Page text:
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Proof of Covid vaccination could be key to getting back into bars, cinemas & other venues, UK minister says

Proof of Covid vaccination could be key to getting back into bars, cinemas & other venues, UK minister says
The UK’s newly appointed vaccine minister, Nadhim Zahawi, has suggested that people will have to show they’ve received the Covid vaccine if they wish to return to normal life and the resumption of social activities.

Zahawi was asked by the BBC on Monday if it will become virtually impossible to do anything without the vaccine, and the minister responded that people should expect pressure from service providers to demonstrate that they have been vaccinated. 

He suggested that people who refuse to get vaccinated could face continued restrictions, potentially preventing them from attending bars, cinemas, restaurants and sports venues if they cannot provide proof down the line that they have been inoculated against the coronavirus.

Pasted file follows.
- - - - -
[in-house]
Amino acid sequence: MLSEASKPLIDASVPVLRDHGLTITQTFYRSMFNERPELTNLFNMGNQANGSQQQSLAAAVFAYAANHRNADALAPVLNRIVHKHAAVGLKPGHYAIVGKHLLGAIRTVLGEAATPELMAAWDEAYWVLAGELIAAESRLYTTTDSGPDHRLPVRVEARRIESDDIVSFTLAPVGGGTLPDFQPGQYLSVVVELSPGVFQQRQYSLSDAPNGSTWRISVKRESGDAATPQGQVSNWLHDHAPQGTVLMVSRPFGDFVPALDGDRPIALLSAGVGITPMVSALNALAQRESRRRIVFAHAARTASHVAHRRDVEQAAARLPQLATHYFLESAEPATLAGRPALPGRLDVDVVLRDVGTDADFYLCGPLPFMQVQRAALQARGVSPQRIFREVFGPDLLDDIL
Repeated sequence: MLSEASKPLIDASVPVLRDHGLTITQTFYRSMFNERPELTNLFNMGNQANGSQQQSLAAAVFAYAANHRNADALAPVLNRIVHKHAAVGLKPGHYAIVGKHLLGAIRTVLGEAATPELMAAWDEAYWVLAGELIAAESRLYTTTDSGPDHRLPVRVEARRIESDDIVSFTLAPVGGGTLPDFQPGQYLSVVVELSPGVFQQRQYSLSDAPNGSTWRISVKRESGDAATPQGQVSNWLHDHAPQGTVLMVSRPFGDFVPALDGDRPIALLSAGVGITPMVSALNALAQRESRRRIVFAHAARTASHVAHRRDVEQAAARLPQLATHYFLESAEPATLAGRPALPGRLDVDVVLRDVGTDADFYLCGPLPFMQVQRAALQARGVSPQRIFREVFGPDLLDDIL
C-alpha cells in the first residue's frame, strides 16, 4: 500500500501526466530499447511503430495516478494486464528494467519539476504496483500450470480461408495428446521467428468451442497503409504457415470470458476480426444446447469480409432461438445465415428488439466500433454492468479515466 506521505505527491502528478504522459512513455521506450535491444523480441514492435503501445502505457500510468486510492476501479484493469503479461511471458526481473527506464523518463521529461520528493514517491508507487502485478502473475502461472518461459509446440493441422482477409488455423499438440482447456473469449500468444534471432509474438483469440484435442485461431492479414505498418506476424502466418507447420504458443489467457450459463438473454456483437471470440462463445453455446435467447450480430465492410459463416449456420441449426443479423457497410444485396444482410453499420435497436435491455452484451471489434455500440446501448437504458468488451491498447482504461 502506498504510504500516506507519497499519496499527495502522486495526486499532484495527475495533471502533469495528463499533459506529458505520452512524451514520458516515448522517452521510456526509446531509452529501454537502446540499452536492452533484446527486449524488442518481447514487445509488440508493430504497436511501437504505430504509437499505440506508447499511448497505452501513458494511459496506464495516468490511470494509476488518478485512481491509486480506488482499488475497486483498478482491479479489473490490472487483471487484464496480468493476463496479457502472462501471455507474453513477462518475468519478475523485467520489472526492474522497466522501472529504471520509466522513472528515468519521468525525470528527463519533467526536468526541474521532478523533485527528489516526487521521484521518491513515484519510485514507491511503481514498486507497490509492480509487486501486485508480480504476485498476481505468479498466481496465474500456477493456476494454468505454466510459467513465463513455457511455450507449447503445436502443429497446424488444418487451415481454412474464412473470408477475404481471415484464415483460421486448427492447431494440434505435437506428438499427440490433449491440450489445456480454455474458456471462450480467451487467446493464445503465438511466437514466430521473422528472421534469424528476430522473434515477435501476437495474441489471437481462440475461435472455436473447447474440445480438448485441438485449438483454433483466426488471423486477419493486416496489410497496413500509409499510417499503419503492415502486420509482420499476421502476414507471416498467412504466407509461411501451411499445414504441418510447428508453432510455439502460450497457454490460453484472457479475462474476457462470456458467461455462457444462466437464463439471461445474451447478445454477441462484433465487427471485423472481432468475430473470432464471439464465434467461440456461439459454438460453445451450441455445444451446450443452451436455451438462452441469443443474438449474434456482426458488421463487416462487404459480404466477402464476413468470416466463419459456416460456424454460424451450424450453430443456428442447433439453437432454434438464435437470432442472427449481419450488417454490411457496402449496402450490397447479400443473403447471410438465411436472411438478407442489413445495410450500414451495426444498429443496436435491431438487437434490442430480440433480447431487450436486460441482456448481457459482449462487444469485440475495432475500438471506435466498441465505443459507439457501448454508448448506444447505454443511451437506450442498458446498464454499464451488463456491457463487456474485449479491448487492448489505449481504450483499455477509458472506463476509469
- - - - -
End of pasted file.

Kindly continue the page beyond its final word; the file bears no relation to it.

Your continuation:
However, Zahawi, whose new role will see him oversee the rollout of the Covid-19 vaccine in the UK, made clear that getting vaccinated will be voluntary – although he strongly encouraged it, as he believes it will be good for the community and the country if people receive the jab.

Also on rt.com Moderna to apply for US & European emergency authorization as Covid-19 vaccine shows 94% efficacy in final analysis

Baroness Harding, who is responsible for the existing NHS Test and Trace app service, recently told her team that it may be turned into a kind of ‘Covid-19 passport’ that displays people’s inoculation status. 

The Department for Transport is also reportedly considering stamping the actual passports of individuals who have been vaccinated to show they are safe to travel, avoiding delays and border crossing issues when international travel picks up again next year. 

The discussion around the vaccine comes on the day that Moderna formally filed for US and European emergency regulatory approval, so it can begin distributing its vaccine, after studies showed it was more than 94 percent effective at protecting people. 

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